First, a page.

Sunday, July 25, 2010

dental diseases and oral health

Dental Diseases and Oral Health in Parkinson’s Patients

Parkinson's Disease Guide - As Parkinson’s disease progresses, many other symptoms and problems start developing, some due to the disease process itself and others due to the effects of natural aging. Of these, dental diseases and the problems associated with them need to be tackled as soon as possible so as to make the patient’s life more comfortable.

Causes of Dental Diseases in Parkinson’s Disease

•Motor problems such as tremor and rigidity may make it difficult for a Parkinson’s disease (PD) patient to brush their own teeth. Without proper assistance, a patient may be unable to tend to their daily dental hygiene regimen, which may lead to tooth decay.

•Certain PD drugs cause xerostomia or dry mouth. Lack of or diminished saliva in the mouth can cause tooth decay and periodontal (gum) diseases since saliva is necessary to fight off bacteria in the mouth which cause these dental problems.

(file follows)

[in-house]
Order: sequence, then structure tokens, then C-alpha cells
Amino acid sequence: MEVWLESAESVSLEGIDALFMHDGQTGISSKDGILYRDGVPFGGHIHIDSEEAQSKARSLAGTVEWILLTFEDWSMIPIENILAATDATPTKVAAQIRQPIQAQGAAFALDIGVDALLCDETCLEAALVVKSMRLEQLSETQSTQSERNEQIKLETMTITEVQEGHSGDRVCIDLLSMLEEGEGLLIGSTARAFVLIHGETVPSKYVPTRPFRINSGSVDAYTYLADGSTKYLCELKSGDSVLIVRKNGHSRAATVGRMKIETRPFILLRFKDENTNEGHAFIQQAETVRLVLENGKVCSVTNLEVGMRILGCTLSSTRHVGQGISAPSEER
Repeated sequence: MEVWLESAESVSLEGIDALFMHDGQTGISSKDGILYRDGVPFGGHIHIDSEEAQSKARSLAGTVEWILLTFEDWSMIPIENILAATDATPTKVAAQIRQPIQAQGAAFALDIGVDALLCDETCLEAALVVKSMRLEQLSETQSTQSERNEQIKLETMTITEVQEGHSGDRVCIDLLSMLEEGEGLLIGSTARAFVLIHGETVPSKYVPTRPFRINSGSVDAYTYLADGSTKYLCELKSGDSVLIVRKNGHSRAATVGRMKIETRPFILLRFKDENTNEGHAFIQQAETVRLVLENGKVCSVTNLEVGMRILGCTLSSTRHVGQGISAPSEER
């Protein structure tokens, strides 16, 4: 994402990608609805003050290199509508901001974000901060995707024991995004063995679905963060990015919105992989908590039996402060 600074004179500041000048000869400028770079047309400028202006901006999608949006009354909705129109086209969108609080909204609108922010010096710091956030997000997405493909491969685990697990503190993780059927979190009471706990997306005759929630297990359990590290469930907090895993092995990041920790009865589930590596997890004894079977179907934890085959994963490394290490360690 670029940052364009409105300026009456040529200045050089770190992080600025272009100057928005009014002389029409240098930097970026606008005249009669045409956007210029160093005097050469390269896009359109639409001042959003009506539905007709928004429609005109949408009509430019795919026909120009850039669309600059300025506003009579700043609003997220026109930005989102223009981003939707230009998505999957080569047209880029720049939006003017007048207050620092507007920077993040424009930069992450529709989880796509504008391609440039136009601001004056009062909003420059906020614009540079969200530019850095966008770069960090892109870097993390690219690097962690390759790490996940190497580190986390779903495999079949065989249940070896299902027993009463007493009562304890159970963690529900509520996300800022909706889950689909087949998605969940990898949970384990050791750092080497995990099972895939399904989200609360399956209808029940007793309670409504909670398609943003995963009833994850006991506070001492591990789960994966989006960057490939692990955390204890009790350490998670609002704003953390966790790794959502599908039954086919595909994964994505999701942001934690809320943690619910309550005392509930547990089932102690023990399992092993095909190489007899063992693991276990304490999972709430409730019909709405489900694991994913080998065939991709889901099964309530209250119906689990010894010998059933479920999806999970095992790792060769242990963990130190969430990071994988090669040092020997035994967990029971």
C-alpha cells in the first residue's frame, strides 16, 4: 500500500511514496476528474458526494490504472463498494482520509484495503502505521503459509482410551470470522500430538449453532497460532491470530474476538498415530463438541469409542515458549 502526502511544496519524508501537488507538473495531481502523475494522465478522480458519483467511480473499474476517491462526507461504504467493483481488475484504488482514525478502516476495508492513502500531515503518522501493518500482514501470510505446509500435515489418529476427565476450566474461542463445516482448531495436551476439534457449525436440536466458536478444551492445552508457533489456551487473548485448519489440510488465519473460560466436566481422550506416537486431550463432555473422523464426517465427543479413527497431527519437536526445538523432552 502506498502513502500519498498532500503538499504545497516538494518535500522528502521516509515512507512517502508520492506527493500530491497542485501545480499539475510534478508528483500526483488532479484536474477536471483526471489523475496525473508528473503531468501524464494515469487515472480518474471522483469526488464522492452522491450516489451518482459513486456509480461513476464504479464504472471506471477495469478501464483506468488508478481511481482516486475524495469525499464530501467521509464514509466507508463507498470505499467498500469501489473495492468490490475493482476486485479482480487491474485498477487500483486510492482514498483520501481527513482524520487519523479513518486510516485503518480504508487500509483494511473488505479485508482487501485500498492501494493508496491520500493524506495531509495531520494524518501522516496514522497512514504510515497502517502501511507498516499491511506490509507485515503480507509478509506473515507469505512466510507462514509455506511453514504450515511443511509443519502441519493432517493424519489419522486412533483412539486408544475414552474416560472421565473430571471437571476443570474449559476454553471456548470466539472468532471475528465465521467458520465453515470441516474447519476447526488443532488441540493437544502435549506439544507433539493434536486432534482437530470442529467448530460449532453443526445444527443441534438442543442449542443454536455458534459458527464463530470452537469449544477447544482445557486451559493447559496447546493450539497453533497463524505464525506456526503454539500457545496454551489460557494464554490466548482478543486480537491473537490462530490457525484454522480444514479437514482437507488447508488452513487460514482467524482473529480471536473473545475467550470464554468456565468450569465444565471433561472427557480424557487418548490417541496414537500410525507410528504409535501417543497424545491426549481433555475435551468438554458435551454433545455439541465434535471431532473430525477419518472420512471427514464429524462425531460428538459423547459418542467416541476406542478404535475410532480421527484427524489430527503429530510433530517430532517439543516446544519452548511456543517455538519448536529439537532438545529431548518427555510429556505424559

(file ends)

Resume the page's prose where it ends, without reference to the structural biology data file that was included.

•Necessary dental procedures may be difficult to undertake in a PD patient especially where muscle rigidity, tremor, or other types of agitation prevent the patient from remaining still in a dentist’s chair.

•Bruxism or tooth grinding, especially at night, is common in PD patients and can cause abnormal wear and tear of the teeth. It may also contribute towards temporomandibular joint (TMJ) dysfunction.

Behavioral changes in PD such as disinterest, apathy, forgetfulness and depression may make a PD patient take less interest in maintaining proper dental hygiene.

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